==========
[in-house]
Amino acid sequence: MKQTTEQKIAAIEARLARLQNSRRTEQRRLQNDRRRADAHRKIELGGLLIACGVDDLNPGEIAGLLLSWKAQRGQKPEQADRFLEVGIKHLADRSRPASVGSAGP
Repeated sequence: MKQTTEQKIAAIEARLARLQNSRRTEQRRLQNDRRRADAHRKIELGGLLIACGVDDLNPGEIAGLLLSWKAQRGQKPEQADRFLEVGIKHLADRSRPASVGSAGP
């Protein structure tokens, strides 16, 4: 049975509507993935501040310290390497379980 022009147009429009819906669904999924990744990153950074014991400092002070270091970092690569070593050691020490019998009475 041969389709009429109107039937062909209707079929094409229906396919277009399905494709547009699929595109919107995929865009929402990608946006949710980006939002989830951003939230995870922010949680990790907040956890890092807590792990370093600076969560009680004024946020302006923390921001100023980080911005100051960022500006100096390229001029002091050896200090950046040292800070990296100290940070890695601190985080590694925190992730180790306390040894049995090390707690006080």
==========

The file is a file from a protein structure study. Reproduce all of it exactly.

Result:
[in-house]
Amino acid sequence: MKQTTEQKIAAIEARLARLQNSRRTEQRRLQNDRRRADAHRKIELGGLLIACGVDDLNPGEIAGLLLSWKAQRGQKPEQADRFLEVGIKHLADRSRPASVGSAGP
Repeated sequence: MKQTTEQKIAAIEARLARLQNSRRTEQRRLQNDRRRADAHRKIELGGLLIACGVDDLNPGEIAGLLLSWKAQRGQKPEQADRFLEVGIKHLADRSRPASVGSAGP
């Protein structure tokens, strides 16, 4: 049975509507993935501040310290390497379980 022009147009429009819906669904999924990744990153950074014991400092002070270091970092690569070593050691020490019998009475 041969389709009429109107039937062909209707079929094409229906396919277009399905494709547009699929595109919107995929865009929402990608946006949710980006939002989830951003939230995870922010949680990790907040956890890092807590792990370093600076969560009680004024946020302006923390921001100023980080911005100051960022500006100096390229001029002091050896200090950046040292800070990296100290940070890695601190985080590694925190992730180790306390040894049995090390707690006080």